Learning-by-Doing and Preference Discovery in Video Game Play

50 Pages Posted: 18 Sep 2019 Last revised: 25 Sep 2019

See all articles by Charles Zou

Charles Zou

University of Chicago

Pradeep K. Chintagunta

University of Chicago

Date Written: September 20, 2019

Abstract

In this paper we investigate how players learn about their preferences for different modes of play and how this influences their engagement in a popular franchise video game. An important aspect of players' session-level data from a specific generation of the game is that they budget their game time between competitive and non-competitive modes of play. Player behavior over time is consistent with learning and initial competition aversion; shares of time spent in competitive modes tend to drop upon adoption of a new game generation and then rise with time played. To study how the firm can increase player engagement, and to understand preferences for competitive and non-competitive play, we formulate and estimate a structural model that nests Bayesian learning within a multiple-discrete continuous framework. This allows us to explain behavior along the extensive (whether to play a mode) and intensive (how long to play that mode) margins for the multiple modes of play. With this model, we find that users can, broadly speaking, be categorized as high types ("hardcores") who tend to be competition-seeking and are more naturally engaged; and low types ("casuals") who are more likely to be competition-averse and who drop out before learning their true preferences for the modes. We consider actions the firm can undertake to improve consumer engagement--in particular, we perform counterfactual analysis on advertising and console switching (by bundling the game with a new console) policies. We find that low types tend to be more responsive to both policies and primarily respond by increasing usage along the extensive margin. Console switching has a significant positive effect on total play, but causes players to substitute away from competitive levels. This is consistent with the learning framework, where players pay a skill or familiarity "cost" when switching consoles. Finally, we discuss the value of engagement to the firm, both qualitatively and with respect to future purchasing (adoption of a new version).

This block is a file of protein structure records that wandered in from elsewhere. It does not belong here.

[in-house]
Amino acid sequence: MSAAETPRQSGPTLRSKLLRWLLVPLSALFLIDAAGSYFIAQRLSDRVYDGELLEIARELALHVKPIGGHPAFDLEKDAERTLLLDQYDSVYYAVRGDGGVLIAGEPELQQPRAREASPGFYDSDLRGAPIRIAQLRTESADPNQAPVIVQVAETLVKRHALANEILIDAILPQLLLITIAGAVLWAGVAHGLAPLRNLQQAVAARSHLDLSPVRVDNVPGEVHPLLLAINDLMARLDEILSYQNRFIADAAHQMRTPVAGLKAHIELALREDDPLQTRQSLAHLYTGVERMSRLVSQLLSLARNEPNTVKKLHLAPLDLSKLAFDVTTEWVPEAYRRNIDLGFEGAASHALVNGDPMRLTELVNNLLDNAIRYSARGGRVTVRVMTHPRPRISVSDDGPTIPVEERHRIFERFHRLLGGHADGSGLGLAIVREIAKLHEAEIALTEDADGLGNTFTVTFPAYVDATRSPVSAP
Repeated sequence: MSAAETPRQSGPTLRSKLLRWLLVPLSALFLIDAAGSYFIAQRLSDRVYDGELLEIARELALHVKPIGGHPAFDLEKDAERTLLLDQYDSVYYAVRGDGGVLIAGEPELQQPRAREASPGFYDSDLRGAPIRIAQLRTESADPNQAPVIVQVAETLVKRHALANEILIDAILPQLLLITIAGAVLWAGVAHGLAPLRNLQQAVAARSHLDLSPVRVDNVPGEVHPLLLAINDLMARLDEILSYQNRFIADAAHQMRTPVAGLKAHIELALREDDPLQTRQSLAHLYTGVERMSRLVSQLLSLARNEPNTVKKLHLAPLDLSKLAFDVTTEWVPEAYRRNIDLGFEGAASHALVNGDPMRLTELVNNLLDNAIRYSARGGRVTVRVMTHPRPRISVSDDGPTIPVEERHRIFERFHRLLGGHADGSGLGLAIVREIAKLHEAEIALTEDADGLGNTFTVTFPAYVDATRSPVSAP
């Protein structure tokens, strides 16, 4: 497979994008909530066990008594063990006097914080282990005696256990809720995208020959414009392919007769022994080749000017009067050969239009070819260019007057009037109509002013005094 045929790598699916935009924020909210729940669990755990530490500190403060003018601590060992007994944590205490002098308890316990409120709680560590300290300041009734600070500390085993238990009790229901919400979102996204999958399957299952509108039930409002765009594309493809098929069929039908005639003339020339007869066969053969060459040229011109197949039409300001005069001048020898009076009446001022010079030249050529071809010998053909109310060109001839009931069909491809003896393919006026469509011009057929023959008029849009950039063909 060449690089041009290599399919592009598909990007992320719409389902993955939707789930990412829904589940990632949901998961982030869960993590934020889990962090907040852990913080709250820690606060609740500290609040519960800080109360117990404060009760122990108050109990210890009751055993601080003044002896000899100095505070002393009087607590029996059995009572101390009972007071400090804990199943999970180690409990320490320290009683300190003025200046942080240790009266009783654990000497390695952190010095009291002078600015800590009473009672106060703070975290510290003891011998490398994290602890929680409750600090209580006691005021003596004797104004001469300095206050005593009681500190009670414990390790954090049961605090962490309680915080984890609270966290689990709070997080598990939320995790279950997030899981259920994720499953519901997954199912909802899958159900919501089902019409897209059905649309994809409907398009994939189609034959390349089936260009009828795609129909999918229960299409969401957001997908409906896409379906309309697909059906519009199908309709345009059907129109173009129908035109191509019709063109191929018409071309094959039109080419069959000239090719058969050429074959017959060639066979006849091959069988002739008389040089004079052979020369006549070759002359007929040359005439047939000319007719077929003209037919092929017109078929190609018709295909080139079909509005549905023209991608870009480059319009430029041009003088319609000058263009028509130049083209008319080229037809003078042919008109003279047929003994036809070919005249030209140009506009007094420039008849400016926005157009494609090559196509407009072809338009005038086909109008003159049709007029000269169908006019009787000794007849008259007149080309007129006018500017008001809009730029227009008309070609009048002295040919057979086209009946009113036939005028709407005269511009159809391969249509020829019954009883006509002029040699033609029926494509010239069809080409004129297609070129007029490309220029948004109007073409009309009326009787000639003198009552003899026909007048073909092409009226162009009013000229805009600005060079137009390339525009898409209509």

Keywords: Bayesian learning, multiple discrete continuity, video game, advertising

JEL Classification: M31

Suggested Citation

Zou, Charles and Chintagunta, Pradeep K., Learning-by-Doing and Preference Discovery in Video Game Play (September 20, 2019). Available at SSRN: https://ssrn.com/abstract=3450807 or http://dx.doi.org/10.2139/ssrn.3450807

Charles Zou (Contact Author)

University of Chicago ( email )

1101 East 58th Street
Chicago, IL 60637
United States

Pradeep K. Chintagunta

University of Chicago ( email )

5807 S. Woodlawn Avenue
Chicago, IL 60637
United States
773-702-8015 (Phone)
773-702-0458 (Fax)

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